Purportedly taken at Saturday’s protest against Covid-19 restrictions in the UK capital, the photographs began circulating on Twitter, appearing in trending hashtags such as “Holocaust,” “Anti-lockdown” and “Covidiots.”
In one photo, a man is seen wearing a badge saying “Vacc. ID,” while another pair of presumed protesters sported yellow stars that read: “No Covid certificates.”
In a separate photo, a woman is seen with a sweatshirt that states: “Will you let this happen again?” alongside a Star of David that says “Covid.”
A woman who shared one of the photographs claims that she was called a “Nazi” for wearing a mask, after having confronted a protester about his badge.
The images did not sit well with Internet observers. One Twitter user said that the “scum” were trying to suggest that “lockdown and masks are equal to what happened to the Jews during the Holocaust.”
The badges are “disgusting” and “disrespectful,” another social media user noted, a sentiment that was echoed by countless other commenters.
Others suggested that the individuals should be identified and that their employers should be made aware of their behaviour.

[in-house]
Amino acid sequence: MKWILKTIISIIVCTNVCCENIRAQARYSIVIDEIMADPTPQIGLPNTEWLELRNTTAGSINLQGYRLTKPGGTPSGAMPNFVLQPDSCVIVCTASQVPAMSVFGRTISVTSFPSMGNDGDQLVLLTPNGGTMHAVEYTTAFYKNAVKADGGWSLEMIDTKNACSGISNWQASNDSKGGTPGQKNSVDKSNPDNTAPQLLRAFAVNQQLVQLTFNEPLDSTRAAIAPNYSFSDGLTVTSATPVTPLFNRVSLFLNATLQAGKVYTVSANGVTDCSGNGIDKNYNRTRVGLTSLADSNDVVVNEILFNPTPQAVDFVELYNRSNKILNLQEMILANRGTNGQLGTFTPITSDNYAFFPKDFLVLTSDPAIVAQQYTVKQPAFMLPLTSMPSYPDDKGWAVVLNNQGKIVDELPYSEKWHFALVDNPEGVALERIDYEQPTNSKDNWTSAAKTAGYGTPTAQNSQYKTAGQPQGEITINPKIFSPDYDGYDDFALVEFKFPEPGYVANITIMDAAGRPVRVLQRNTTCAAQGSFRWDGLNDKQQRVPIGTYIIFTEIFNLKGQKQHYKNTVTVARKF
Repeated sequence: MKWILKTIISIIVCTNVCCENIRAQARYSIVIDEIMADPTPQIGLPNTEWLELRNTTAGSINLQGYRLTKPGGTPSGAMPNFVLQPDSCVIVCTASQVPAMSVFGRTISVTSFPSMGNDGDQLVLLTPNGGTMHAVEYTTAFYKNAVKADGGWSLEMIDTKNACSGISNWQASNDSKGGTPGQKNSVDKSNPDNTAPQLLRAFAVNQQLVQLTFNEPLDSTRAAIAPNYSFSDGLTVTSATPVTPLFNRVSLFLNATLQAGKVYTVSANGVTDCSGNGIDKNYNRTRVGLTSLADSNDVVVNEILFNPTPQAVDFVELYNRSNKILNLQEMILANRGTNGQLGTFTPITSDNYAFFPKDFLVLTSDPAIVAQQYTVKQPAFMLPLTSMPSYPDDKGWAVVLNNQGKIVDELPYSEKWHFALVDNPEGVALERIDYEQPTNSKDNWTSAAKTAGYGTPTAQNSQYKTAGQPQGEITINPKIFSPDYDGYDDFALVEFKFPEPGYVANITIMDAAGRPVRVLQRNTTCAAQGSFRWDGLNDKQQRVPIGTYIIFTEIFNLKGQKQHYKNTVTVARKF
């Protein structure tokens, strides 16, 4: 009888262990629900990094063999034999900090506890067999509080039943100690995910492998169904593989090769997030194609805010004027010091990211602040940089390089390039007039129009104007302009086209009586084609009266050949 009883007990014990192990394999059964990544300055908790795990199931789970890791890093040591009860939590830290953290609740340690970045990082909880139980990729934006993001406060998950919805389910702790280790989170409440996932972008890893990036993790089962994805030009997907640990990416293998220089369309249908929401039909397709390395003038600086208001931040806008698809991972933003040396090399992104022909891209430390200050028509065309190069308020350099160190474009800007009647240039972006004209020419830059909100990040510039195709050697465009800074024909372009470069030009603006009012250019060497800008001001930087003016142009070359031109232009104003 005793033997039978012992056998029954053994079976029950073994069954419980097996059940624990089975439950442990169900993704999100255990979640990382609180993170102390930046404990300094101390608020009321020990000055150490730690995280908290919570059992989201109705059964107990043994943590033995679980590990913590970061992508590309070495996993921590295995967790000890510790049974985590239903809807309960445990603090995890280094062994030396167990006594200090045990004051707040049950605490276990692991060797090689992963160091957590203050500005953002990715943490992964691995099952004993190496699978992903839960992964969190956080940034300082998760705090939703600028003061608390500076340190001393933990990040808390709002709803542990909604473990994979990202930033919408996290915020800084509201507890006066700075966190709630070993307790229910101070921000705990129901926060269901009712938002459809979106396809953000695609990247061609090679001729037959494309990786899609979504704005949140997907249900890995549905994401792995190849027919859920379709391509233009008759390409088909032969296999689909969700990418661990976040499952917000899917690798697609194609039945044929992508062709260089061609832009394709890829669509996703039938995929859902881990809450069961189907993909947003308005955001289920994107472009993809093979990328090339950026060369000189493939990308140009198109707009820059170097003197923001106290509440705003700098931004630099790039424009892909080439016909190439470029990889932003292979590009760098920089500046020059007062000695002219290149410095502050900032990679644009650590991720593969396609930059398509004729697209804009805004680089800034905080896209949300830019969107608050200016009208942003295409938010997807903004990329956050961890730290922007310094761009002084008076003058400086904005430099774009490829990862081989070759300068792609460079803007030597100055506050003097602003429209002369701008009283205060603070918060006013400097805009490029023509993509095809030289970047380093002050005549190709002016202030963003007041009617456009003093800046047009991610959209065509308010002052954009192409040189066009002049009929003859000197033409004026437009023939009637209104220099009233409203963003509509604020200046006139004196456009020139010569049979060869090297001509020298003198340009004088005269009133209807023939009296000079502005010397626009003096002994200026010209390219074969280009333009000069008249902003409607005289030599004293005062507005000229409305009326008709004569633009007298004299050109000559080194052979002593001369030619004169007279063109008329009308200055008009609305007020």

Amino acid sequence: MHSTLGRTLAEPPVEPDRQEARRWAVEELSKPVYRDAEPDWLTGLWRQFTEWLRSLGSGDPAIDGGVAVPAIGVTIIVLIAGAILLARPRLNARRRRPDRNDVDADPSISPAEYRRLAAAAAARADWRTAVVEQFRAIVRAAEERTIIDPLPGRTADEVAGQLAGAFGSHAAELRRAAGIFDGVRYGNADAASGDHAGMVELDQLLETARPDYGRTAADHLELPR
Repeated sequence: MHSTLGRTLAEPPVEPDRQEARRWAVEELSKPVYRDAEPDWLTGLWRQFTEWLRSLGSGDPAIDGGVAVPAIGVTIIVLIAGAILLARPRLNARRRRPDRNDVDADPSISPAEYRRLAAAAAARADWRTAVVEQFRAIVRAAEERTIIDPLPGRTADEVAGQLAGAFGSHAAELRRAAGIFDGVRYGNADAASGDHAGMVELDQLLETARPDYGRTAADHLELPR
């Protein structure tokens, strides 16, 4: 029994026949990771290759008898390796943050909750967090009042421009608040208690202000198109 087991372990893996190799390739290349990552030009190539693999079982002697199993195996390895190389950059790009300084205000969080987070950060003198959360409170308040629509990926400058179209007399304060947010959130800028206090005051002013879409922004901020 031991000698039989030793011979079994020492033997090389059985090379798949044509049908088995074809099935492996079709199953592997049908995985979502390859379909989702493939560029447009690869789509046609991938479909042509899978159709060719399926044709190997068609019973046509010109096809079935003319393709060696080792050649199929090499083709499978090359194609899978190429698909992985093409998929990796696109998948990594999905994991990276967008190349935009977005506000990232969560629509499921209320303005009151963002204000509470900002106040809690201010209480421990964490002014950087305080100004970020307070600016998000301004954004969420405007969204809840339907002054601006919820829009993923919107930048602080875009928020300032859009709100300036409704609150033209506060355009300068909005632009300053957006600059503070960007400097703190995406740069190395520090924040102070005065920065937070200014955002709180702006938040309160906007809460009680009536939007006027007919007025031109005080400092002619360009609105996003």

The official Twitter account for the Auschwitz Memorial also weighed in, arguing that repurposing the badges to lobby against vaccines is a “sad symptom of moral and intellectual decline.”
Reactions on Twitter seem to suggest that the protesters had taken their opposition to vaccine IDs too far, but the proposed document has faced fierce opposition, with critics arguing that such documents would be discriminatory and a serious invasion of privacy. Although initially insisting that vaccine certificates were off the table, the UK government has signaled that proof of vaccination will likely be required to travel abroad. And, while some lockdown restrictions have begun to ease, authorities have floated the idea of preventing unvaccinated people from patronizing pubs.
The proposal has already been implemented in other parts of the world. In Israel, fully vaccinated people have been given “green badges” which grant them entry to certain businesses and venues.
The concept is particularly controversial because the current vaccines on the market have only been approved for emergency use and have not completed trials, meaning that taking an experimental drug would essentially be required in order to carry out normal, day-to-day activities.
It’s unclear how many people wore the badges during Saturday’s event in London. Images and eyewitness accounts have suggested that tens of thousands of people marched through the city. Scant media coverage of the demonstration has prompted many to accuse mainstream outlets of participating in a near total information blackout.
This isn’t the first time that vaccine passports have been compared to badges forcibly worn by Jews in Nazi Germany. Last month, the Libertarian Party of Kentucky tweeted out an anti-vaccine certificate message which alluded to the infamous badges.
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